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United States. Office of Indian Affairs / Annual report of the Commissioner of Indian Affairs, for the year 1865

Mackinac agency,   pp. 449-454 PDF (2.4 MB)

New York agency,   pp. 454-458 PDF (1.9 MB)

Page 454

received- annuities in national currency, although coin was expressly prom-
,ised them by the treaty. 
My predecessor, late Agent Leach, said to them, when paying them in 
currency, that the government would doubtless make good to them the defi-
ciency when the war was over ; and now that peace is restored they confi-
dently expect that the premium which seems to be equitably due them will
be paid. They have trusted and served the government, and now ask for 
simple justice at its hands. 
In conclusion, permit me, honored sir, to congratulate you, and through 
you the loyal men and women of the country, upon the success which has 
at last crowned their efforts, so nobly made, to put down the late rebellion,
and which secures to us an undivided country and the best of governments.
Thanks to Almighty God for his signal interposition in our behalf, and all
honor to the brave officers and men of army and navy who achieved for 
us our victories. Let them and their brave comrades in arms who fell in 
the deadly strife be ever held in grateful and everlasting remembrance; 
and be it ours more highly than ever to appreciate the principles of liberty
and good government, and to see to it that they are handed down to those
who shall succeed us unimpaired. 
Very respectfully, your obedient servant,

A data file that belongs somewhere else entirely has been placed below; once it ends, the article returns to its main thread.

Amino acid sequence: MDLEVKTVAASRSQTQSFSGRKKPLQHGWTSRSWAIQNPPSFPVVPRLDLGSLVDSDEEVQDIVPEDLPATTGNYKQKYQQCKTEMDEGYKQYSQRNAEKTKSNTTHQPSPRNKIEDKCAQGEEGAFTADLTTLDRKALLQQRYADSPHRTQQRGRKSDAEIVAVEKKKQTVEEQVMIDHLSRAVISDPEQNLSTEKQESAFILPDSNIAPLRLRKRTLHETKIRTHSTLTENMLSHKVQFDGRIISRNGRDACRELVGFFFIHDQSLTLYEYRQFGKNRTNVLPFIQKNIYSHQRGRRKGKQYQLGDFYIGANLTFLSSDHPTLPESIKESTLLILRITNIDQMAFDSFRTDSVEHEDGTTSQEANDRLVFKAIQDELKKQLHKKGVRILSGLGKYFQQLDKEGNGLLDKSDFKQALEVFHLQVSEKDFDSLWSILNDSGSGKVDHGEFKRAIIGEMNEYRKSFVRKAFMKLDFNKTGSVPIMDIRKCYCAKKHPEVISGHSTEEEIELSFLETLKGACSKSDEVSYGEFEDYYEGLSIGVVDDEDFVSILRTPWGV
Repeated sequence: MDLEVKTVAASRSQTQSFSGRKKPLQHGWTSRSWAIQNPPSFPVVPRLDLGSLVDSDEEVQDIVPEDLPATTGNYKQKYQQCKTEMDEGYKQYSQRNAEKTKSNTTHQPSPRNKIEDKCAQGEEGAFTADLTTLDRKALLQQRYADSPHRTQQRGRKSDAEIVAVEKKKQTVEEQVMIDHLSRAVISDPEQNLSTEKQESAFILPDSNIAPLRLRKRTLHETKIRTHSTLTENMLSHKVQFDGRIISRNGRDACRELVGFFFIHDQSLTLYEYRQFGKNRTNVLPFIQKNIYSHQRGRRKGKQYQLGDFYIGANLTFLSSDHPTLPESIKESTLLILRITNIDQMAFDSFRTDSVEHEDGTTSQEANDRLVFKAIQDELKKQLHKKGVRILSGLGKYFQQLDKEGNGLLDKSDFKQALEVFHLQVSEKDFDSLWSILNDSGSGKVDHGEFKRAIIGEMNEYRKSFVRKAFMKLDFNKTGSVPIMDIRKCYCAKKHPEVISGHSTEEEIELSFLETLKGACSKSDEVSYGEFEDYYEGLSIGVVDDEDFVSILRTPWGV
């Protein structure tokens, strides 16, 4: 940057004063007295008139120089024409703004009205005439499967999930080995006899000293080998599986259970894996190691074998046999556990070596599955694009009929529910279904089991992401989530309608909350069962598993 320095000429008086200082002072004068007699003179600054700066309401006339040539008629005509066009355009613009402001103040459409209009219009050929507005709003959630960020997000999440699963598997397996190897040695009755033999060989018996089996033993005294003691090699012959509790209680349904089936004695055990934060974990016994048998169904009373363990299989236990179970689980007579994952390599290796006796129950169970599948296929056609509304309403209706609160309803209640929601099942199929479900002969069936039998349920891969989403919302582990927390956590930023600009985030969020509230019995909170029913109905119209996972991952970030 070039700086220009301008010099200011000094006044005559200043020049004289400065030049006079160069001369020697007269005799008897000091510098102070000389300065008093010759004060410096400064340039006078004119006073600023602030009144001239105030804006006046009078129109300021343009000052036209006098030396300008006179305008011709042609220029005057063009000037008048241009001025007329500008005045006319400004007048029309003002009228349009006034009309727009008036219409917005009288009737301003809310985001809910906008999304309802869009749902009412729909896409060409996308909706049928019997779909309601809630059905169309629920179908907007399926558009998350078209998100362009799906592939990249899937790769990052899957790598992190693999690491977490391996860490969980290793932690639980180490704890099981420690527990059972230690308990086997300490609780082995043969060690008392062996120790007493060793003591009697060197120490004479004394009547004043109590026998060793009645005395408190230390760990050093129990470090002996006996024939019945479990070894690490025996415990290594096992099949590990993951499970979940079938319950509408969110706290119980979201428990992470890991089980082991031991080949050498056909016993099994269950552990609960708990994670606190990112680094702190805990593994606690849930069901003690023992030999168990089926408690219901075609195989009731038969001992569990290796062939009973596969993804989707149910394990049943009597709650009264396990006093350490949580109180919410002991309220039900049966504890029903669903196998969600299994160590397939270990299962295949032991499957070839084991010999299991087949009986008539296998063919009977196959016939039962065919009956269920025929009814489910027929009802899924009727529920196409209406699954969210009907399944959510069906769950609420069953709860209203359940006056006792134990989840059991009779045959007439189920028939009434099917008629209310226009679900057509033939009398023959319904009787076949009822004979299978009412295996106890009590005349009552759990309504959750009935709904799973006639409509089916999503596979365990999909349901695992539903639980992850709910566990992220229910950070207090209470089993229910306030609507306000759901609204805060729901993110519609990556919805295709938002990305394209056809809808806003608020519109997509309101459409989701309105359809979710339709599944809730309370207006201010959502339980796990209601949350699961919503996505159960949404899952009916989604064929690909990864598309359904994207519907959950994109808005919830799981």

RICHARD M. SMITH, U. S. Indian Agent. 
Hon. D. N. COOLEY, 
Commissioner of Indian Affairs, Washington, D. C. 
No 189. 
Akron, September 30, 1865. 
DEAR SIR: I respectfully submit my annual report of the condition of the
New York Indians. 
Having received my appointment in November, 1864, and entered on the 
duties of the office about the 1st of December following, at which time I
lieved the former agent, Mr. D. E. Sill, who was at the time very ill, under
the painful malady which he had been suffering for several months prior,
and from home to receive medical attention, and what books and papers rel-
ative to the office I received through the hand of Mr. C. B. Bdecher, his
mer clerk. 
Having been a resident for the last thirty years adjoining several bands
comprising the Seneca nation of Indians, as well as having the opportunity
of frequently meeting at their annual councils delegations from all the other
tribes of Indians within this agency, except the St. Regis, has afforded
an opportunity of becoming well acquainted with their modes and customs 
and general traits of character, and which I have very closely observed.
The olden time customs are being laid aside in the way of their gaining a
livelihood and in matters pertaining to -their living, and a new state of
things, approximating to a more civilized state, is yearly developing itself.
Allow me here to state that heretofore, or some years back in the distance,
the Indians within this agency derived their subsistence from three promi-
nent sources, one of which was their annuity, which is but a small pittance
,for a subsistence for the year; secondly, from cropping and growing pro-
ducts from the soil in a moderate way, to the extent of the industry that

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